Concept: Flicker noise
- IEEE transactions on ultrasonics, ferroelectrics, and frequency control
- Published over 7 years ago
Understanding amplifier phase noise is a critical issue in many fields of engineering and physics, such as oscillators, frequency synthesis, telecommunication, radar, and spectroscopy; in the emerging domain of microwave photonics; and in exotic fields, such as radio astronomy, particle accelerators, etc. Focusing on the two main types of base noise in amplifiers, white and flicker, the power spectral density of the random phase ��(t) is S��( f ) = b(0) + b(���1)/f. White phase noise results from adding white noise to the RF spectrum in the carrier region. For a given RF noise level, b(0) is proportional to the reciprocal of the carrier power P(0). By contrast, flicker results from a near-dc 1/f noise-present in all electronic devices-which modulates the carrier through some parametric effect in the semiconductor. Thus, b(-1) is a parameter of the amplifier, constant in a wide range of P(0). The consequences are the following: Connecting m equal amplifiers in parallel, b(-1) is 1/m times that of one device. Cascading m equal amplifiers, b(-1) is m times that of one amplifier. Recirculating the signal in an amplifier so that the gain increases by a power of m (a factor of m in decibels) as a result of positive feedback (regeneration), we find that b(���1) is m(2) times that of the amplifier alone. The feedforward amplifier exhibits extremely low b(-1) because the carrier is ideally nulled at the input of its internal error amplifier. Starting with an extensive review of the literature, this article introduces a system-oriented model which describes the phase flickering. Several amplifier architectures (cascaded, parallel, etc.) are analyzed systematically, deriving the phase noise from the general model. There follow numerous measurements of amplifiers using different technologies, including some old samples, and in a wide frequency range (HF to microwaves), which validate the theory. In turn, theory and results provide design guidelines and give suggestions for CAD and simulation. To conclude, this article is intended as a tutorial, a review, and a systematic treatise on the subject, supported by extensive experiments.
Objective: The preference for sooner smaller over larger later rewards is a prominent manifestation of impulsivity in ADHD. According to the State Regulation Deficit (SRD) model, this impulsive choice is the result of impaired regulation of arousal level and can be alleviated by adding environmental stimulation to increase levels of arousal. Method: To test this prediction, we studied the effects of adding background “pink noise” on impulsive choice using a classical and new adjusting choice delay task in a sample of 25 children with ADHD and 28 controls. Results: Children with ADHD made more impulsive choices than controls. Adding noise did not reduce impulsive choice in ADHD. Conclusion: The findings add to the existing evidence on impulsive choice in ADHD, but no evidence is found for the SRD model’s explanation of this behavioral style. Alternative explanations for impulsive choice in ADHD are discussed. (J. of Att. Dis. 2013; XX(X) 1-XX).
Over the past decade, the richness of electronic properties of graphene has attracted enormous interest for electrically detecting chemical and biological species using this two-dimensional material. However, the creation of practical graphene electronic sensors greatly depends on our ability to understand and maintain a low level of electronic noise, the fundamental reason limiting the sensor resolution. Conventionally, to reach the largest sensing response, graphene transistors are operated at the point of maximum transconductance, where 1/f noise is found to be unfavorably high and poses a major limitation in any attempt to further improve the device sensitivity. We show that operating a graphene transistor in an ambipolar mode near its neutrality point can markedly reduce the 1/f noise in graphene. Remarkably, our data reveal that this reduction in the electronic noise is achieved with uncompromised sensing response of the graphene chips and thus significantly improving the signal-to-noise ratio-compared to that of a conventionally operated graphene transistor for conductance measurement. As a proof-of-concept demonstration of the usage of the aforementioned new sensing scheme to a broader range of biochemical sensing applications, we selected an HIV-related DNA hybridization as the test bed and achieved detections at picomolar concentrations.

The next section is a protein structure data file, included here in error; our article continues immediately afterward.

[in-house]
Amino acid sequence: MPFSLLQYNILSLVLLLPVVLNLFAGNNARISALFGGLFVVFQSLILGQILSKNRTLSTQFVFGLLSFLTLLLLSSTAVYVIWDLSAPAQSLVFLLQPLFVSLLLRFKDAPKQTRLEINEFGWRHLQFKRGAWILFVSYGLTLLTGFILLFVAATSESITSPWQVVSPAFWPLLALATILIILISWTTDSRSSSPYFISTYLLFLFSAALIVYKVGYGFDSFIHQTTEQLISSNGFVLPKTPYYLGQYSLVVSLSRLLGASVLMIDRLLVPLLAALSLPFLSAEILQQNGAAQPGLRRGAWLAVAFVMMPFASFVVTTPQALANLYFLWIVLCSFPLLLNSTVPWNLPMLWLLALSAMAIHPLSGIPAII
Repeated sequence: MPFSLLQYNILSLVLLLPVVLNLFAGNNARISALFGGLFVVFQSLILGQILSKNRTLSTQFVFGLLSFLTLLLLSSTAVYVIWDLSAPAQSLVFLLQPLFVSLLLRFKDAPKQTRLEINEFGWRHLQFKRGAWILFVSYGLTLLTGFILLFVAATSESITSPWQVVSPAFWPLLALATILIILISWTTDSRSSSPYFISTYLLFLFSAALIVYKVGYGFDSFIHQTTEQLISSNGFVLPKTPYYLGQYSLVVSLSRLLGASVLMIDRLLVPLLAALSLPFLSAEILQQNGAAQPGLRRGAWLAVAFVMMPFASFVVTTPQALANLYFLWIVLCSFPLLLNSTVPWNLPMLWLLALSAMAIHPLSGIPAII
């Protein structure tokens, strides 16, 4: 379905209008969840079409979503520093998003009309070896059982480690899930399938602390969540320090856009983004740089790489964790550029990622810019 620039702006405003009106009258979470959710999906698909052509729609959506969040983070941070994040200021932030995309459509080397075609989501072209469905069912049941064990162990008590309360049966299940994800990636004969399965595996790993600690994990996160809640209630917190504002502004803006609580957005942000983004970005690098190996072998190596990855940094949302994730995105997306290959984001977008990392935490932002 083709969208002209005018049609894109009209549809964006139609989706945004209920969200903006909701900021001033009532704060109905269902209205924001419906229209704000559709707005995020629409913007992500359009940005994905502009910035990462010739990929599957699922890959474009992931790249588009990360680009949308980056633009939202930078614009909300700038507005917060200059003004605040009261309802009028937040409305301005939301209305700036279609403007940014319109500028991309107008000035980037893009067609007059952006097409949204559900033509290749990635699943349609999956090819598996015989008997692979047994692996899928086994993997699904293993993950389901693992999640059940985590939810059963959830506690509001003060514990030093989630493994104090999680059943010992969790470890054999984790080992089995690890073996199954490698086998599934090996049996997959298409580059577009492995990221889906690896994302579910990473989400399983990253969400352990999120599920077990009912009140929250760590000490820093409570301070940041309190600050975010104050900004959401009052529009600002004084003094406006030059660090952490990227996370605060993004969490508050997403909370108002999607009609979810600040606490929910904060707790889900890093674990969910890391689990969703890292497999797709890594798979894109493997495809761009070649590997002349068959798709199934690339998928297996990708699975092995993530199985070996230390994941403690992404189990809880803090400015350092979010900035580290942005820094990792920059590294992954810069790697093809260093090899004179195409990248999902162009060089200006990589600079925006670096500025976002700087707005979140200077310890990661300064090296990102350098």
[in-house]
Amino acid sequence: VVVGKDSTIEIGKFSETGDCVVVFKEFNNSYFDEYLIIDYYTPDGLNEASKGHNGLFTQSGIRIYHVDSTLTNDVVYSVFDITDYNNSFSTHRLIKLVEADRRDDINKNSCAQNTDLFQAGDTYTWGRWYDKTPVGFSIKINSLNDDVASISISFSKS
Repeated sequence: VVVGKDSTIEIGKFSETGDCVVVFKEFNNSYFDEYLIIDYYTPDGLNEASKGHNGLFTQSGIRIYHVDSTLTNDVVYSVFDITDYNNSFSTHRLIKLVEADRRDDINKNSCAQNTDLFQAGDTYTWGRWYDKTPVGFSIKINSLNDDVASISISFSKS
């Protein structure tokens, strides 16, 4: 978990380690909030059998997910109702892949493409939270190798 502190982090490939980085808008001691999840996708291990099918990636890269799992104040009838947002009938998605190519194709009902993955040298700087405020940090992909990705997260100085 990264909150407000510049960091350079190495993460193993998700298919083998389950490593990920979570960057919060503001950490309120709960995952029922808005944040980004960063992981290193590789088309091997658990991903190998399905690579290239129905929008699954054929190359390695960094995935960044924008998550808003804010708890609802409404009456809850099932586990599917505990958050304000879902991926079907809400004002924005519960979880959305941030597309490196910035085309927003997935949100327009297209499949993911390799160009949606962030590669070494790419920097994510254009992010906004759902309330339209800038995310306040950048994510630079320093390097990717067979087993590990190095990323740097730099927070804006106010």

Semiconducting nanomaterials are being intensively studied as active elements in bioelectronic devices, with the aim of improving spatial resolution. Yet, the consequences of size-reduction on fundamental noise limits, or minimum resolvable signals, and their impact on device design considerations have not been defined. Here, we address these key issues by quantifying the size-dependent performance and limiting factors of graphene (Gra) transducers under physiological conditions. We show that suspended Gra devices represent the optimal configuration for cardiac extracellular electrophysiology in terms of both transducer sensitivity, systematically ~5x higher than substrate-supported devices, and forming tight bioelectronic interfaces. Significantly, noise measurements on free-standing Gra together with theoretical calculations yield a direct relationship between low-frequency 1/f noise and water dipole-induced disorders, which sets fundamental sensitivity limits for Gra devices in physiological media. As a consequence, a square-root-of-area scaling of Gra transducer sensitivity was experimentally revealed to provide a critical design rule for their implementation in bioelectronics.